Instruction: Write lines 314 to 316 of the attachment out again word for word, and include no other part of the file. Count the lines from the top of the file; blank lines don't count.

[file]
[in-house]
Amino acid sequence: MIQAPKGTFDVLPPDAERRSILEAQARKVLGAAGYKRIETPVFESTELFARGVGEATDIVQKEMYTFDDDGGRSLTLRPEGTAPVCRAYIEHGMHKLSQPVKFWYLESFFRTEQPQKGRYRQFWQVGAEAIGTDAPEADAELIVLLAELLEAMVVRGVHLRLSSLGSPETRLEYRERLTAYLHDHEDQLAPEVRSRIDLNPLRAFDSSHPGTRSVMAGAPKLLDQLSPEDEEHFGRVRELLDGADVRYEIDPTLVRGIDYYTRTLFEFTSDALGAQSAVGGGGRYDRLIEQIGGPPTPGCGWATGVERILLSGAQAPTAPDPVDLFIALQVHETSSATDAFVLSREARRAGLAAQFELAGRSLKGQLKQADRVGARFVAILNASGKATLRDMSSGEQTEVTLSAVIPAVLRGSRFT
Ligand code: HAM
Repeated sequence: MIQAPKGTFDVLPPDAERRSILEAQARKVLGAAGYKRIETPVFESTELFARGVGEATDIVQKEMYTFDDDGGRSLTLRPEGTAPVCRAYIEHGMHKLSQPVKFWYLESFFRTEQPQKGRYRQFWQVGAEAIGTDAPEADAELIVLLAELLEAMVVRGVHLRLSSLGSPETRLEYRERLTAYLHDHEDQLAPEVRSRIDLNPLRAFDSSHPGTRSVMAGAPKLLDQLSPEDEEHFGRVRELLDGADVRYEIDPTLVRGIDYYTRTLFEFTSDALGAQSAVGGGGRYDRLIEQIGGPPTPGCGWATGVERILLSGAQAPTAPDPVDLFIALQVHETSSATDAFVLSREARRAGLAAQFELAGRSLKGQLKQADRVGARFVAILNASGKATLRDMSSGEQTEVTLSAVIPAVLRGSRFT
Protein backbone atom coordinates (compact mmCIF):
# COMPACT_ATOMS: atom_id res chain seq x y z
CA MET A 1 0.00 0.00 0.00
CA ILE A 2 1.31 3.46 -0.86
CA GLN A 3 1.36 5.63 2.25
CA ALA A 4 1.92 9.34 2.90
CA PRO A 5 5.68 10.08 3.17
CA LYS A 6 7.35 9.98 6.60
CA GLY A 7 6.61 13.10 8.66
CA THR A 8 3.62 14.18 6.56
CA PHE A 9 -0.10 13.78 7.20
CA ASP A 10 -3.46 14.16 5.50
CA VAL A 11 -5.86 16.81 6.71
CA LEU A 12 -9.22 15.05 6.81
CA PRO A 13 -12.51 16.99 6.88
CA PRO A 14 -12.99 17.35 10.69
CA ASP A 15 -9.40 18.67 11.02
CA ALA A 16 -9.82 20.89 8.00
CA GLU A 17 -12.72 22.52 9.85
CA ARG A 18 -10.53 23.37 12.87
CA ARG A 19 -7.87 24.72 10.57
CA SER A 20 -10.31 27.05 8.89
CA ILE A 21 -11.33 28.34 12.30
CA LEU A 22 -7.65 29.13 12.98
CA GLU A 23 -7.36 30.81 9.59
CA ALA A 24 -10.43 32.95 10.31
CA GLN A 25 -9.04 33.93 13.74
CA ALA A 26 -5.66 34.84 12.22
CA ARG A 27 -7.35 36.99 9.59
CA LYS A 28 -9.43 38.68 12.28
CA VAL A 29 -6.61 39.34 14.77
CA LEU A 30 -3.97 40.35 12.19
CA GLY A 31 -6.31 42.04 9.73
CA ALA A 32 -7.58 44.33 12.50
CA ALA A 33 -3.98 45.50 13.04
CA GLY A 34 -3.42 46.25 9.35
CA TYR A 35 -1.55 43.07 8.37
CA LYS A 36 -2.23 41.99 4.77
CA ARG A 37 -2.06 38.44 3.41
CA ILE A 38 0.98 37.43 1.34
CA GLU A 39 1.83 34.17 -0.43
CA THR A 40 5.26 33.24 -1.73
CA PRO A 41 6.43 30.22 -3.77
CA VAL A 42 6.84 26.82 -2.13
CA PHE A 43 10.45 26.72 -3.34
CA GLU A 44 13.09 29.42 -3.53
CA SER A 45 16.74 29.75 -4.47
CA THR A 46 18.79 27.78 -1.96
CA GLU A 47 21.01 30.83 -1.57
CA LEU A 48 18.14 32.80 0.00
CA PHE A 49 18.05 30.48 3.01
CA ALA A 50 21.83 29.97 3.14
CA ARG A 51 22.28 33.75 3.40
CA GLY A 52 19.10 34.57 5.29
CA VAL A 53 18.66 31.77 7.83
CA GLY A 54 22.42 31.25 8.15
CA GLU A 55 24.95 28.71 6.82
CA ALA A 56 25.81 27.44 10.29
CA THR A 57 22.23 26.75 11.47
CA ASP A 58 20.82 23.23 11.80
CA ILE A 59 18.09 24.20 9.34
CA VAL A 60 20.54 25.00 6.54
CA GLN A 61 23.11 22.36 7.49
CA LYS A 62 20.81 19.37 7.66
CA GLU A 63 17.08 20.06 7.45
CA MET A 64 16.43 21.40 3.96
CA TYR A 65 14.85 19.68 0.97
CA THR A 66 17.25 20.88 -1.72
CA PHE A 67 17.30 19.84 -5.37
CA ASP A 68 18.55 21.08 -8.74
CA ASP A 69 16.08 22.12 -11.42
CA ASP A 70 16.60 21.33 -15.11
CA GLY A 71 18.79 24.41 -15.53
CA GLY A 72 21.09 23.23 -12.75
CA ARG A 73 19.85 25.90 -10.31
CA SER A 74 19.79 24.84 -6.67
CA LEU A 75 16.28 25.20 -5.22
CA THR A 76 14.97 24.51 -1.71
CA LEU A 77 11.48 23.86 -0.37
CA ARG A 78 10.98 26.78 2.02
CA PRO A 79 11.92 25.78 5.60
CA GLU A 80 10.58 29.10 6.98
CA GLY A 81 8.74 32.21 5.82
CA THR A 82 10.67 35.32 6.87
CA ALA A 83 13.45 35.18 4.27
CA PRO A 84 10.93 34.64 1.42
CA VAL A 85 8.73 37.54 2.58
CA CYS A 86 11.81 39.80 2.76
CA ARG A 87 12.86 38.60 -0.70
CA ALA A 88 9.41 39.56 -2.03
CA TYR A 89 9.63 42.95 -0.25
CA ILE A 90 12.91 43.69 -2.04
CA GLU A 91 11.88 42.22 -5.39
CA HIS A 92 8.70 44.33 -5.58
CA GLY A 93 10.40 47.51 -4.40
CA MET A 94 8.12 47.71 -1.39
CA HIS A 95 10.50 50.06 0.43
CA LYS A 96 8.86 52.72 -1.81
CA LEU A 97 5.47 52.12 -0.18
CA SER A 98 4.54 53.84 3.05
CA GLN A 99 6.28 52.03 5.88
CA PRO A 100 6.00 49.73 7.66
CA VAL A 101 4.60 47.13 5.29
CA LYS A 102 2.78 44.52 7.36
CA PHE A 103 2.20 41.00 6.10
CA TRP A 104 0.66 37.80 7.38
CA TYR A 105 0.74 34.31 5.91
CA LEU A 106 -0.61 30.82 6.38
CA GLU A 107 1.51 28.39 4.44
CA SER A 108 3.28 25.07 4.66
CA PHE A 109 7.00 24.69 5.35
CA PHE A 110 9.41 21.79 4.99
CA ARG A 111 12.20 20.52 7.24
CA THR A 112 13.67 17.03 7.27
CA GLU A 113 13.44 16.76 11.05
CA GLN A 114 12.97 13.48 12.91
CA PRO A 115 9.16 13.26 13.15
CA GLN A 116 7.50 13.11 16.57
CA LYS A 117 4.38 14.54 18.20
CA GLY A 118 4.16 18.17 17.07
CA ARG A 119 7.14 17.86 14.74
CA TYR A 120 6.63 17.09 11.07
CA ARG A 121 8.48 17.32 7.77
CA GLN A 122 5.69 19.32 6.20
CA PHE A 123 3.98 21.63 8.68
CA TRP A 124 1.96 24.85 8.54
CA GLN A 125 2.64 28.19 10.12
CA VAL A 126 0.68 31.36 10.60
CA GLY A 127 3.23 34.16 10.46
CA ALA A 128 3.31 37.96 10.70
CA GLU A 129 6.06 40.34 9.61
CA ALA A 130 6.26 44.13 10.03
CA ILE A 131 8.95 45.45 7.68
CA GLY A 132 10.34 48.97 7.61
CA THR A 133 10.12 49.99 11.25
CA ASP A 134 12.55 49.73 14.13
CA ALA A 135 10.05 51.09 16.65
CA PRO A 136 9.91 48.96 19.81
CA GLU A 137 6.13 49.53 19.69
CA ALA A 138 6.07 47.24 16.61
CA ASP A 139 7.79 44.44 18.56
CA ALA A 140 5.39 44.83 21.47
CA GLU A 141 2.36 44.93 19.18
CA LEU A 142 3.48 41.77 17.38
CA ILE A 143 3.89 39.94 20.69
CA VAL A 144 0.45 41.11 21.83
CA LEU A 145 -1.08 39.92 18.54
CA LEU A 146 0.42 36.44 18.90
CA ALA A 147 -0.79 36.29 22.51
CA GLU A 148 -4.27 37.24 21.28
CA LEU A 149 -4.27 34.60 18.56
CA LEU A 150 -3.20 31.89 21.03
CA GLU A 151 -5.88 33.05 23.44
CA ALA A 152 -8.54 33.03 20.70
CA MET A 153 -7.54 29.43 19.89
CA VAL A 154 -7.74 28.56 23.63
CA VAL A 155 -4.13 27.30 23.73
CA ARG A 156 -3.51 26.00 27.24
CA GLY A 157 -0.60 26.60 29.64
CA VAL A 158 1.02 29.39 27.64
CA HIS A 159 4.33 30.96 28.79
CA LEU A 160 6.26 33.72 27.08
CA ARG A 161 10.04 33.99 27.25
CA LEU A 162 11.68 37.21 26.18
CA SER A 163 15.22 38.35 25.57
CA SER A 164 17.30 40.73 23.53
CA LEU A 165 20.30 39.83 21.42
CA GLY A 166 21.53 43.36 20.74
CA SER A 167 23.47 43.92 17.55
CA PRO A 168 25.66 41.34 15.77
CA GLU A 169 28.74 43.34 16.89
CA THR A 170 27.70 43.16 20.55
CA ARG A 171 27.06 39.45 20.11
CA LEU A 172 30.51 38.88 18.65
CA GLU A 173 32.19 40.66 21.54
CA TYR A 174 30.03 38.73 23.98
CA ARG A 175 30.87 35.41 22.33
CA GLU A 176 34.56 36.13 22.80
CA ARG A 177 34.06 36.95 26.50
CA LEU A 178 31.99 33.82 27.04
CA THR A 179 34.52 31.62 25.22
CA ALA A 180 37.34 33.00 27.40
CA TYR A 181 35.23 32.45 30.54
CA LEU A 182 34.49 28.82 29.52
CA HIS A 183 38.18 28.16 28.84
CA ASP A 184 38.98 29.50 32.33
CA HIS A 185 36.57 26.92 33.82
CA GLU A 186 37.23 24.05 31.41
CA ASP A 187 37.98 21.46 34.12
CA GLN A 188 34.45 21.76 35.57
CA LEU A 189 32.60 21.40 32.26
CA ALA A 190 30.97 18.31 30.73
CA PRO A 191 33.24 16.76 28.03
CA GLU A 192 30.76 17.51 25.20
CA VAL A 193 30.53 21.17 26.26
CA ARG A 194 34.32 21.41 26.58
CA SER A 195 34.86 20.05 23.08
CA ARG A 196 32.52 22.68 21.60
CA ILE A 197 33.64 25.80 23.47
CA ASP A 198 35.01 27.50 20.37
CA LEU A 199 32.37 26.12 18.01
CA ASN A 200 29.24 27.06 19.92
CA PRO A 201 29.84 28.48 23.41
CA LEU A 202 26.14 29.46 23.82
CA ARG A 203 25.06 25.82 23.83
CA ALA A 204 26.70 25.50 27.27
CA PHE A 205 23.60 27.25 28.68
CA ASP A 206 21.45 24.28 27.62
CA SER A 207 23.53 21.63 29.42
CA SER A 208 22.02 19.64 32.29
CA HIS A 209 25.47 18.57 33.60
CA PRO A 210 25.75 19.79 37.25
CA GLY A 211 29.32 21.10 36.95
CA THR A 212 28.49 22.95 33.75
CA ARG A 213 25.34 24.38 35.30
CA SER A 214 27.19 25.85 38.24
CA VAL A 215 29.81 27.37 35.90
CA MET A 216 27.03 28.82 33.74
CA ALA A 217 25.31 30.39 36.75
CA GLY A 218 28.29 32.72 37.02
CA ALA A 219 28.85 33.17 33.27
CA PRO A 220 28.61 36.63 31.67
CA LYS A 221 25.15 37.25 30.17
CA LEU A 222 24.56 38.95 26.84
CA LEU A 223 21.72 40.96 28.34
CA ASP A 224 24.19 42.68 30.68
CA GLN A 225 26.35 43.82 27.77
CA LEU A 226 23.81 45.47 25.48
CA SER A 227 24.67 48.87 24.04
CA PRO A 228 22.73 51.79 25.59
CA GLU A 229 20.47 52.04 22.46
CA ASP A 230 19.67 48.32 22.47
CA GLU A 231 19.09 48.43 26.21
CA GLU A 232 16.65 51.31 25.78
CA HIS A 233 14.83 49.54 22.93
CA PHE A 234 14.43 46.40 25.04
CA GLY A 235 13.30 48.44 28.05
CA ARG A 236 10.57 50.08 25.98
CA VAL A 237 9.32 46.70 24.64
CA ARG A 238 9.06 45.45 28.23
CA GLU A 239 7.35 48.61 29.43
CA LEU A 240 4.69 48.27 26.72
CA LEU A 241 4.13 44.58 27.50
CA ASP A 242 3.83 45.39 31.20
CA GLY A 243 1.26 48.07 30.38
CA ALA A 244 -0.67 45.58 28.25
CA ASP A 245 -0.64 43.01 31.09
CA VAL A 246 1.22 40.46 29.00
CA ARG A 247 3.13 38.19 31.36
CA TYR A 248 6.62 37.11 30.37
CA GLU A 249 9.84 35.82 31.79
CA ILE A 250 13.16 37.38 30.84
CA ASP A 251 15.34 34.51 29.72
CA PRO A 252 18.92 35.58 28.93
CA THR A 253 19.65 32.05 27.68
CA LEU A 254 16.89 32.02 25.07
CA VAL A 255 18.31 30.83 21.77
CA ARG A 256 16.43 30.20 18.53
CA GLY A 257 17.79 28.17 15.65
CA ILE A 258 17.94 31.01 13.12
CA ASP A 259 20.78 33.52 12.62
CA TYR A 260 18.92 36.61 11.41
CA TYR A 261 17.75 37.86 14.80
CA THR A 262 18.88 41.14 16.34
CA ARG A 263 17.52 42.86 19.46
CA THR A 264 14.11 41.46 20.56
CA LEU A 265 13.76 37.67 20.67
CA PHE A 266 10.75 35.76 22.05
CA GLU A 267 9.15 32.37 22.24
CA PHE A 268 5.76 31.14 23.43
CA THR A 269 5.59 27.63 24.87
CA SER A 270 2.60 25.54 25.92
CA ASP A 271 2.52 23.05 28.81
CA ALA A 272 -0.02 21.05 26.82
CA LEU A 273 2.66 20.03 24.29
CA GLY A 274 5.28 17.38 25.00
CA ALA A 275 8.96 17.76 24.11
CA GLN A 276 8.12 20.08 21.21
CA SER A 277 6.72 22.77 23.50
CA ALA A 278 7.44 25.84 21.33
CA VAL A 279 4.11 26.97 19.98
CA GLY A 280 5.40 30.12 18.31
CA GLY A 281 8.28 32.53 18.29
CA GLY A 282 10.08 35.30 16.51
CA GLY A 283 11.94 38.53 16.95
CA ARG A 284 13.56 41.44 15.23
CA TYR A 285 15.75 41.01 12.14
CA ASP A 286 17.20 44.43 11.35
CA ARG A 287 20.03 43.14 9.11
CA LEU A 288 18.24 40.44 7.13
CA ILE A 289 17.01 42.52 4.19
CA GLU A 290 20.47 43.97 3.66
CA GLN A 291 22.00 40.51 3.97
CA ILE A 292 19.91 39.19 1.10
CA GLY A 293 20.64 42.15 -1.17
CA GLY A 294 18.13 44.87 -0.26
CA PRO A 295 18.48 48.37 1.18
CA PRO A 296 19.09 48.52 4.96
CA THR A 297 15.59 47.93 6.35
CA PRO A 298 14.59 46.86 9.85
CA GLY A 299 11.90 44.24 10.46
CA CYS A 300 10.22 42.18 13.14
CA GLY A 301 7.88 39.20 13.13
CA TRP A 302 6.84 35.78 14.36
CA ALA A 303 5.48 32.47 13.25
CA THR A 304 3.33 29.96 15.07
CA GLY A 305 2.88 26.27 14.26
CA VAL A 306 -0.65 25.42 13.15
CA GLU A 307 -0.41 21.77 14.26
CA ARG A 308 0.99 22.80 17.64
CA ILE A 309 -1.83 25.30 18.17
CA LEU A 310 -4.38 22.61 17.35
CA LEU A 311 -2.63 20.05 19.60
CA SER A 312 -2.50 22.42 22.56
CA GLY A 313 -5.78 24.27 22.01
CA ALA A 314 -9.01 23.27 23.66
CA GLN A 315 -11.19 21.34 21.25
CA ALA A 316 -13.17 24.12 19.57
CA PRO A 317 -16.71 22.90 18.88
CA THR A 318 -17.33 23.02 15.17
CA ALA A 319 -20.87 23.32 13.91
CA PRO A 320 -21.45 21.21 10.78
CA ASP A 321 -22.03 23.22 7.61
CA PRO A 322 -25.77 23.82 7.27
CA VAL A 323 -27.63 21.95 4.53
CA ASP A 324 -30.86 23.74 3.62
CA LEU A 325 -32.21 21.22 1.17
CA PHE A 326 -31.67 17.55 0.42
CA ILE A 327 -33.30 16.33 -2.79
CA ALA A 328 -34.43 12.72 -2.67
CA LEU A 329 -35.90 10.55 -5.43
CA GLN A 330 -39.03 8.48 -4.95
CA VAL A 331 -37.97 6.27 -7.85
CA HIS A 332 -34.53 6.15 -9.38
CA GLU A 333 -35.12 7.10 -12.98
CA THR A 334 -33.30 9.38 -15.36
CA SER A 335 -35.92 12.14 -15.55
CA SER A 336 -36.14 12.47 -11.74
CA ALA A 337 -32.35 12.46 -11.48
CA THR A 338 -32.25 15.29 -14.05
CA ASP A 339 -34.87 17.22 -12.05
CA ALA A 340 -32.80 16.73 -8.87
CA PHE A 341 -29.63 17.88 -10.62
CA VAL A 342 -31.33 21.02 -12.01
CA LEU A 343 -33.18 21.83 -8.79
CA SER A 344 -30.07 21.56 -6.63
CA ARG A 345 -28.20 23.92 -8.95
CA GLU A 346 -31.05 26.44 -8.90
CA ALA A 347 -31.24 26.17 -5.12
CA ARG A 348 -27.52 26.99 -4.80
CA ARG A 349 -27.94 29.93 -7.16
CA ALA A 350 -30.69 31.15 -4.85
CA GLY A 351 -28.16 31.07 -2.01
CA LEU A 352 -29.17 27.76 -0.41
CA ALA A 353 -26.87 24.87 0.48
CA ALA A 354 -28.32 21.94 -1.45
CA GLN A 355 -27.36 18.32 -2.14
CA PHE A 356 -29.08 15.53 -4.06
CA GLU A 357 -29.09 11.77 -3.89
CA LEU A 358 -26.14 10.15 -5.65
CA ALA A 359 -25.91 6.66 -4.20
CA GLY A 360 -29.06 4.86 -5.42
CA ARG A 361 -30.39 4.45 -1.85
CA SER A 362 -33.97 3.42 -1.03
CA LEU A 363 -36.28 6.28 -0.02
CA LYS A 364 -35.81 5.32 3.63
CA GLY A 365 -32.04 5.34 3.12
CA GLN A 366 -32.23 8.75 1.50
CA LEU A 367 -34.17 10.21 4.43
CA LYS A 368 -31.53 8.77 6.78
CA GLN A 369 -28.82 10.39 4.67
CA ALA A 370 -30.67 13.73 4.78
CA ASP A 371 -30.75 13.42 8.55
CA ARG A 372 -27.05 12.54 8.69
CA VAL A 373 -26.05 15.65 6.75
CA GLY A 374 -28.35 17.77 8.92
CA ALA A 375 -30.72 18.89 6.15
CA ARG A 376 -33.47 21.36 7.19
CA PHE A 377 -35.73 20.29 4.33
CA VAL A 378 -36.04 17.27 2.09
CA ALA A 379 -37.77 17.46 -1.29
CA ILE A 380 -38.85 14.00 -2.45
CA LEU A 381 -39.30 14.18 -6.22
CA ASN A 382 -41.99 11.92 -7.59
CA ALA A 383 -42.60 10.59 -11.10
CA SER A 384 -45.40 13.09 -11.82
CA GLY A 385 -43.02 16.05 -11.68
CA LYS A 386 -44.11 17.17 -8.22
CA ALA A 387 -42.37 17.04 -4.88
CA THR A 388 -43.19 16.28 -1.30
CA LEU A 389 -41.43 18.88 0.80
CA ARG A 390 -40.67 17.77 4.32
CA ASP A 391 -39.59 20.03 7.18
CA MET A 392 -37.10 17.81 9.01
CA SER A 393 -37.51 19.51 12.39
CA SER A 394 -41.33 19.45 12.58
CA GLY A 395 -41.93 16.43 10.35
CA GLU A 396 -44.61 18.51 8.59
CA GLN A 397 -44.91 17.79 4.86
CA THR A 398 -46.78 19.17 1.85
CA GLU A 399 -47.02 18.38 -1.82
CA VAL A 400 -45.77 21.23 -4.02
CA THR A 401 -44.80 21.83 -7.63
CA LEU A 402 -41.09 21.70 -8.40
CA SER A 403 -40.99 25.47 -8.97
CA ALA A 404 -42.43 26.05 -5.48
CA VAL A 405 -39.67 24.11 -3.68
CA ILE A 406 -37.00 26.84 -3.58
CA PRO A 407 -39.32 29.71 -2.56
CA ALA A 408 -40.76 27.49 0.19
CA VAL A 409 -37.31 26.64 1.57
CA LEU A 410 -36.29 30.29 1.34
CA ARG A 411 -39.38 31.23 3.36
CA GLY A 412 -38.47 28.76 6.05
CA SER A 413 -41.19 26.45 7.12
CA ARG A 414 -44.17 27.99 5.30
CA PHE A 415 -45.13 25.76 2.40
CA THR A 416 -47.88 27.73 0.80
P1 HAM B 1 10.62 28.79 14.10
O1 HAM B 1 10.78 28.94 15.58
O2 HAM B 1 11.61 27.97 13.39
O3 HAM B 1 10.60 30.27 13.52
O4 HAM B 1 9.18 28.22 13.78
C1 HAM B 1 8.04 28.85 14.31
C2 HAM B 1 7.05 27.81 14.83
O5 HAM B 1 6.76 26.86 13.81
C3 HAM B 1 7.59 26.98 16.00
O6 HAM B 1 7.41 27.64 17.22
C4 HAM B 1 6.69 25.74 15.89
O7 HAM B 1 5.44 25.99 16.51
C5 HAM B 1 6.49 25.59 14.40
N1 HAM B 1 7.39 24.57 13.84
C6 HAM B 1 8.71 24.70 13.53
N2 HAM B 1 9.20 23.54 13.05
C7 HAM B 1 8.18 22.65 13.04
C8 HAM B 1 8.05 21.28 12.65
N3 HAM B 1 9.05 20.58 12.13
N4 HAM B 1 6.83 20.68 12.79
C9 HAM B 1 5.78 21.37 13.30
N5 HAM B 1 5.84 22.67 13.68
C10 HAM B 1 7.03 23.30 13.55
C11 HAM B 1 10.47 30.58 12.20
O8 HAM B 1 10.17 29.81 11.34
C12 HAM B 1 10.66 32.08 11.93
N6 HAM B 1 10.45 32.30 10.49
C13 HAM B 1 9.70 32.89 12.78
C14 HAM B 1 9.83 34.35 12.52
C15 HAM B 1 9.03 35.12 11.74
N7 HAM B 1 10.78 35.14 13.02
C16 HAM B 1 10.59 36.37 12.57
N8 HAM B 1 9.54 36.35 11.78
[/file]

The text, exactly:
CA ARG A 308 0.99 22.80 17.64
CA ILE A 309 -1.83 25.30 18.17
CA LEU A 310 -4.38 22.61 17.35